January can seem one of the darkest, deadest months when the problem of hibernating/dormant/absent creatures is compounded by the grimness of the weather which altogether makes staying inside the easiest option. However, there are a few exciting sights to be seen in and around Grantham even in this gloomiest of months. The first of these is owl-watching on the hills which rise up to the west of the town.
Dusk comes early at this time of year which makes the days depressingly short but does at least make crepuscular species – those which come out at dawn and dusk – a lot easier to see at sociable hours.
If you walk the footpath which continues up a muddy track through an archway of trees at the end of Beacon Lane, you will quickly find yourself surrounded by rough grassland, a perfect habitat for voles and mice and, therefore, a perfect hunting ground for owls!
Around 3 – 4 o’clock in January, you will begin to see them come out and hunt, especially on the broad open grassland to the right at the top of the footpath. Several barn owls – a native resident species – can often be seen, along with a short-eared owl which has taken up residence this year. My photograph is sadly rather pathetic but you at least get a feeling for this impressive bird – a much better gallery from the Hills and Hollows in previous years can be found here.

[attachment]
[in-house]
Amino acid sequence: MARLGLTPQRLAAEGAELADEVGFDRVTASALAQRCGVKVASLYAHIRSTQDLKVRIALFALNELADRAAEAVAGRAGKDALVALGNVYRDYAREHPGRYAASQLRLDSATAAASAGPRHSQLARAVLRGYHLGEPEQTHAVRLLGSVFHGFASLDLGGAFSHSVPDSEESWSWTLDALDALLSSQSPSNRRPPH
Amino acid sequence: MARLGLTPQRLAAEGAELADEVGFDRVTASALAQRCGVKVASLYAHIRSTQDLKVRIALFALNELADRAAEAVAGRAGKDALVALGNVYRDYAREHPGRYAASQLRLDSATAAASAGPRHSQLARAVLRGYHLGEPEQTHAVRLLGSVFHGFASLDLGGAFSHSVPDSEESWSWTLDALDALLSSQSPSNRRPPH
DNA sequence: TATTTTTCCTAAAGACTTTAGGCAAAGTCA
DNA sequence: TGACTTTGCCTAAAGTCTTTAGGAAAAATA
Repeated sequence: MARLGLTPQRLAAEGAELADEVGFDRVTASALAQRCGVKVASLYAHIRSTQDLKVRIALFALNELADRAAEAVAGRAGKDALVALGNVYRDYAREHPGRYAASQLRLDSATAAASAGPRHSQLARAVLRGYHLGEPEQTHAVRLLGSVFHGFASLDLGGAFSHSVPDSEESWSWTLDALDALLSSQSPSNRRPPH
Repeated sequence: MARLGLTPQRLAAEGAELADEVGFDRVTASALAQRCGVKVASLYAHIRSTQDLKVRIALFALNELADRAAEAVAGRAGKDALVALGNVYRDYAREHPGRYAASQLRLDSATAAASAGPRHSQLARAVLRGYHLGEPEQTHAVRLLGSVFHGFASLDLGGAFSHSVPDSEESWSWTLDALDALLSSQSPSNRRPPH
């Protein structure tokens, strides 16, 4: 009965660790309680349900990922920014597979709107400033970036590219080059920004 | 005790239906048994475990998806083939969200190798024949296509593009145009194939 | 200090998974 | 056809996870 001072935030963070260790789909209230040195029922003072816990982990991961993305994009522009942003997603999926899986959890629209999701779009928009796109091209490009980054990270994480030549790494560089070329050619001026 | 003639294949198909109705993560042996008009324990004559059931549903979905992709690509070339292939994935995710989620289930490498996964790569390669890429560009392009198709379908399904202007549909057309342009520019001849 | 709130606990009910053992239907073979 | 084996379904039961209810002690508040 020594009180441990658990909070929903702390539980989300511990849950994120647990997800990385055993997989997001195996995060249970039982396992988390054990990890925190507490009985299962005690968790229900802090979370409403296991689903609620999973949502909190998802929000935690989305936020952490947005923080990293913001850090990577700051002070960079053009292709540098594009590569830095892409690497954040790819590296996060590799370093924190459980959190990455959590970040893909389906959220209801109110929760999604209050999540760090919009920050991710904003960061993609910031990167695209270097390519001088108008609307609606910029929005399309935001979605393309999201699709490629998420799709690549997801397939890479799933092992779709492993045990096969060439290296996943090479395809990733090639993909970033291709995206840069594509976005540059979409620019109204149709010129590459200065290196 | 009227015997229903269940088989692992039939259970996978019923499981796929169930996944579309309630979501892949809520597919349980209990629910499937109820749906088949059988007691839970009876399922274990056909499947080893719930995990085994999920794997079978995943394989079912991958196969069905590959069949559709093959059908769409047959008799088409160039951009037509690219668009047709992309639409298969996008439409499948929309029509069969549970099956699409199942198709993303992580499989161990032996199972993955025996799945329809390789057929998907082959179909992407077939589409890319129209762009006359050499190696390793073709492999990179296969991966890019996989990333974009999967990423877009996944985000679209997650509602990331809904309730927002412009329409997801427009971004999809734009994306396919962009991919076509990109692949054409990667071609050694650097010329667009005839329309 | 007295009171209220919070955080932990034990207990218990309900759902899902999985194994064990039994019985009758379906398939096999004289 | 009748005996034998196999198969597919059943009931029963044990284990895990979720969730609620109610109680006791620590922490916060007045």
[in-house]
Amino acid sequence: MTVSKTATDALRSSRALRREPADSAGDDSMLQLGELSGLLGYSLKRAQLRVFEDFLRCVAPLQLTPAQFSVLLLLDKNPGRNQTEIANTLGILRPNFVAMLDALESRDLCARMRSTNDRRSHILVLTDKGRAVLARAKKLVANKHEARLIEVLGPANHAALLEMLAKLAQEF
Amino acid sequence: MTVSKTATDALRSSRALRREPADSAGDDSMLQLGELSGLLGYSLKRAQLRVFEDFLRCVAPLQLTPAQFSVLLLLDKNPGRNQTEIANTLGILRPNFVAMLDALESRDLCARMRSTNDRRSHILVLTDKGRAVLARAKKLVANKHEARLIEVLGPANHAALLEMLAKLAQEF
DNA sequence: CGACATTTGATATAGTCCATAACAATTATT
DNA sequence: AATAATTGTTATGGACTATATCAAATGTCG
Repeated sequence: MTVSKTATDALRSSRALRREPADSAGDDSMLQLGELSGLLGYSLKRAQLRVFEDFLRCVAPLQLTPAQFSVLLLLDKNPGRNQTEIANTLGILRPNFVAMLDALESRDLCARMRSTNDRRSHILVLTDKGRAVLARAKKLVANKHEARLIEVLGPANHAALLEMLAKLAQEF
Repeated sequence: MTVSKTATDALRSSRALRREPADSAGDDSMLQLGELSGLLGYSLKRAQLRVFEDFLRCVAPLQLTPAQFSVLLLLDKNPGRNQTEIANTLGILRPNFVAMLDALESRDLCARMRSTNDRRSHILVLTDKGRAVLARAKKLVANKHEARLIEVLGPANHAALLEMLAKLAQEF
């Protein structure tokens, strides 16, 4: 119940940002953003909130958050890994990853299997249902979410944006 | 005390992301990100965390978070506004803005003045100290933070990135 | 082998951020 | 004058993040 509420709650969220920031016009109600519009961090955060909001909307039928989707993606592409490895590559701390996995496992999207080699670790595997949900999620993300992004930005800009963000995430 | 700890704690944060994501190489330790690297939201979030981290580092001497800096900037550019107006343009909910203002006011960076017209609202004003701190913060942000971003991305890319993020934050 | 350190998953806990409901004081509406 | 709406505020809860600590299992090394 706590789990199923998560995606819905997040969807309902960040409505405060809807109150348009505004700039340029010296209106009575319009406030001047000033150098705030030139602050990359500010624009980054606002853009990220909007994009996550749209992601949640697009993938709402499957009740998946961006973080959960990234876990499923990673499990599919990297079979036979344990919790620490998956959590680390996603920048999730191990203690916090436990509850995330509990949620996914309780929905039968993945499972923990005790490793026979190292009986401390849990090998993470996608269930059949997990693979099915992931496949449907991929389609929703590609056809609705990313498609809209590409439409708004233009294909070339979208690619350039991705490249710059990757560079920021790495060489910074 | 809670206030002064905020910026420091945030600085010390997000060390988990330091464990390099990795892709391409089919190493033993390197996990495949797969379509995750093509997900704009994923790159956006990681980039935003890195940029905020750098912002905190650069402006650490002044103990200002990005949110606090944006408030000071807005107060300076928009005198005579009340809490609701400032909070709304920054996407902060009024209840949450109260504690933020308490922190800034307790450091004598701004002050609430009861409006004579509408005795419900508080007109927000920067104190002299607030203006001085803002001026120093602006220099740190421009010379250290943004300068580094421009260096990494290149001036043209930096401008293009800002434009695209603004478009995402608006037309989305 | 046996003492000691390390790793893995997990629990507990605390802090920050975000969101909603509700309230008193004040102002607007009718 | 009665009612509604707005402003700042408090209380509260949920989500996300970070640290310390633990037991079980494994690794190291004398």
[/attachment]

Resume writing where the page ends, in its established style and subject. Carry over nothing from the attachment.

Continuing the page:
The short-eared owl is a migratory species which arrives in the UK in early winter from the northern continent – Scandinavia, Russia and Iceland. They will often stay in one place throughout the winter before flying back to their breeding grounds in the north. You will notice how much larger a bird the short-eared owl is with broad, almost buzzard-like wings. It flies low and drops regularly and dramatically into the grassland hunting its prey – you could almost imagine it falling like a child and getting quickly back to its feet as it progresses up and down a hunting patch. The barn owl by comparison will often perch and watch before gliding over the grassland, hovering lower and lower when it spots something tasty until, at the last minute, it drops silently upon its unsuspecting prey.
Take along binoculars, if you can, and don’t forget to wrap up warm as it gets cold when the wind blows! Even if you don’t see the owls (and I’ve no doubt you will), the view across Grantham from this height can be spectacular! You may need a little patience but, as the darkness falls, the birds will surely appear.